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Monday, July 22, 2024 | Back issues
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Fishermen Kill Rare Whales, Enviros Say

BOSTON (CN) - The Humane Society says commercial fishing in the Atlantic threatens the recovery, and the very existence, of endangered whales. Fewer than 400 North Atlantic right whales survive, and the defendant National Marine Fisheries Service acknowledges that the "'loss of even a single individual may contribute to the extinction of the species,'" according to the federal complaint.

The Humane Society of the United States, the Defenders of Wildlife and the Whale and Dolphin Conservation Society seek an injunction and declaratory judgment that the federal agencies that are supposed to protect the whales violated the Endangered Species Act.

The National Marine Fisheries Service, National Oceanic and Atmospheric Administration assistant administrator Eric Schwaab and Secretary of Commerce John Bryson are named as defendants.

"Each year, critically endangered North American right whales and endangered humpback, fin, and sei whales become entangled in commercial fishing gear," the complaint states. "In these incidents, fishing line wraps around whales' heads, flippers, or tails, often impending basic movement, feeding, and reproduction, causing infection, and sometimes preventing the animals from resurfacing, resulting in drowning.

"The North Atlantic right whale is one of the world's most endangered large whales, with an estimated population of less than 400 individuals. In fact, the National Marine Fisheries Service ('NMFS') has previously stated that the 'loss of even a single individual may contribute to the extinction of the species.' 69 Fed. Reg. 30,857, 30,858 (June 1, 2004). NMFS has cited entanglements in commercial fishing gear as one of the most significant threats to the right whale's survival and recovery. Yet, almost every year since 2002, at least one entangled right whale has been found dead or so gravely injured that death is deemed likely. Entanglements also continue to threaten the recovery of endangered humpback, fin, and sei whales.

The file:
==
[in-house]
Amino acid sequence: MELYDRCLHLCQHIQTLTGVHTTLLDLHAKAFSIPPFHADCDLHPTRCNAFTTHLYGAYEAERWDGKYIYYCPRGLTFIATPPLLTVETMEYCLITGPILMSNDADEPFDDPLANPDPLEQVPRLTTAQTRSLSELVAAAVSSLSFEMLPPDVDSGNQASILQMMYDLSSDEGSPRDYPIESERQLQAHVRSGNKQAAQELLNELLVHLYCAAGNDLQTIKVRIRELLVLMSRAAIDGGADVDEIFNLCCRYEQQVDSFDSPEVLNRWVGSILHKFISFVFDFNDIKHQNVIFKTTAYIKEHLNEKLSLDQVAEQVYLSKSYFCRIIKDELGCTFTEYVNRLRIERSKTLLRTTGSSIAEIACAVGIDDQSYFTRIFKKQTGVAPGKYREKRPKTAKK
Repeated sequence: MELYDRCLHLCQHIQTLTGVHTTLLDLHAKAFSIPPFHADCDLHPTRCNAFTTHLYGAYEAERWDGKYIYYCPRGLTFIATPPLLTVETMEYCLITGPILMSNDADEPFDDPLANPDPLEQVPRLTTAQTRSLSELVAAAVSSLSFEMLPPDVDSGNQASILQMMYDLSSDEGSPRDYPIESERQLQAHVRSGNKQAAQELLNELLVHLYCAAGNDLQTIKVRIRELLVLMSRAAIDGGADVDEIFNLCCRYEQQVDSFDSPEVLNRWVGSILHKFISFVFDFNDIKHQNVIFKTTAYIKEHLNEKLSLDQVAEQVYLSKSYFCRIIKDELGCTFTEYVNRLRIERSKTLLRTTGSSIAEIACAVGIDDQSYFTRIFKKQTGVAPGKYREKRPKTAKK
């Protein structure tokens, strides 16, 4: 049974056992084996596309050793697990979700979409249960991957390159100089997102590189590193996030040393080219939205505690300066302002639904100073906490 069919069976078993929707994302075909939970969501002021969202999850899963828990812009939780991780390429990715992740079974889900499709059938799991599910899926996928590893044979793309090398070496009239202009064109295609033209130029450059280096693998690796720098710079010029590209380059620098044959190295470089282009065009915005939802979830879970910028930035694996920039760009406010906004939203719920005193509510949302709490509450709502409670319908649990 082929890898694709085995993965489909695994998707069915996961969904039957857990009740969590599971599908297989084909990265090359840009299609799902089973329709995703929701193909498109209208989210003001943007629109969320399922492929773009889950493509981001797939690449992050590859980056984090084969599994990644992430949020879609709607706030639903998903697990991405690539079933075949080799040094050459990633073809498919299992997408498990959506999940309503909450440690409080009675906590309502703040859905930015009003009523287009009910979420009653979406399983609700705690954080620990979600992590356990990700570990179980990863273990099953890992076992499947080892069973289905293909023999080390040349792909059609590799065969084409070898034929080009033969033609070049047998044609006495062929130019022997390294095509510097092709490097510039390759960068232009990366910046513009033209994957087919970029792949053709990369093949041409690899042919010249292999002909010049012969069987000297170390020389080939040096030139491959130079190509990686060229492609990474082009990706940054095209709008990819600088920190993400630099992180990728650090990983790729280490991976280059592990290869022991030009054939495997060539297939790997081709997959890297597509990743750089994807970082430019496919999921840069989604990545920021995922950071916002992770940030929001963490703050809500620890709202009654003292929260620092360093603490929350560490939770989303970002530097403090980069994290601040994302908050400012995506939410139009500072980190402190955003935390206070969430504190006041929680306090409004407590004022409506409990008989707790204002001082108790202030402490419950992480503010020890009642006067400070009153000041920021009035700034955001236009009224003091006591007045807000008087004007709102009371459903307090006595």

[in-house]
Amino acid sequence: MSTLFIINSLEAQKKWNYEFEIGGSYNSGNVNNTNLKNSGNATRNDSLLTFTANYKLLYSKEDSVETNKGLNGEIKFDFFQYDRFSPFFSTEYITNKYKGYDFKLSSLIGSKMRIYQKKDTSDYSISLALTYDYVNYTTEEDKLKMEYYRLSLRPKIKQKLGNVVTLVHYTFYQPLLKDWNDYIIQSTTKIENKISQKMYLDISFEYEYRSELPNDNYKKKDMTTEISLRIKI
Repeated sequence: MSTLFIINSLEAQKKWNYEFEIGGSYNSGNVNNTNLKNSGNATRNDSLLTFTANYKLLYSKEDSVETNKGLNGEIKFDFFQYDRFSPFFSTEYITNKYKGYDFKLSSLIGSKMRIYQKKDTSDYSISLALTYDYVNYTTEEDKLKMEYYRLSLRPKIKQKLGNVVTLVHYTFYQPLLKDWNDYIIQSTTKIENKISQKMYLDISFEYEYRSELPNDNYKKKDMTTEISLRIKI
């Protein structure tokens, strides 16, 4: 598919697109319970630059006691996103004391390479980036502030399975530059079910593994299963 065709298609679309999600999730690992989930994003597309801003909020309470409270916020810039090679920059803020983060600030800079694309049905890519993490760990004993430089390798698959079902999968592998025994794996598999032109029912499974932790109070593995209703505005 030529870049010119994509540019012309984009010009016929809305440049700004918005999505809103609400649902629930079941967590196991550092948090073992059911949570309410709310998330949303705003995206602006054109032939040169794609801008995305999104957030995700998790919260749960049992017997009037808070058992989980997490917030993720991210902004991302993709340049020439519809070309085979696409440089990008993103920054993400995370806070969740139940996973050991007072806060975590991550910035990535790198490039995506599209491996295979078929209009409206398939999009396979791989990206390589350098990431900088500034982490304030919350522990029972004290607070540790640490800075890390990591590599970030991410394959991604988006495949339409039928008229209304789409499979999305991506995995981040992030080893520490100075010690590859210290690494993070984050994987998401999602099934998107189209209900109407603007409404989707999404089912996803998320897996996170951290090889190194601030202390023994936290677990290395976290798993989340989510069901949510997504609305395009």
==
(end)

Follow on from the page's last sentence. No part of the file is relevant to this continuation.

"Nevertheless, and only after litigation over NMFS's nine-year delay in completing consultation, NMFS issued four biological opinions on October 29, 2010 that conclude that the continued operation of four federal fisheries - the American Lobster Fishery, the Northeast Multispecies Fishery, the Monkfish Fishery, and the Spiny Dogfish Fishery (collectively, 'the fisheries') - is not likely to jeopardize the continued existence of any listed species."

The environmentalists say the deaths and injuries are continuing: "Indeed, so far in 2011 there have been at least seven new right whale entanglements, ten new humpback entanglements, and at least two right whales have died from entanglement-related injuries.

"The agency's continued authorization of these fisheries that it acknowledges will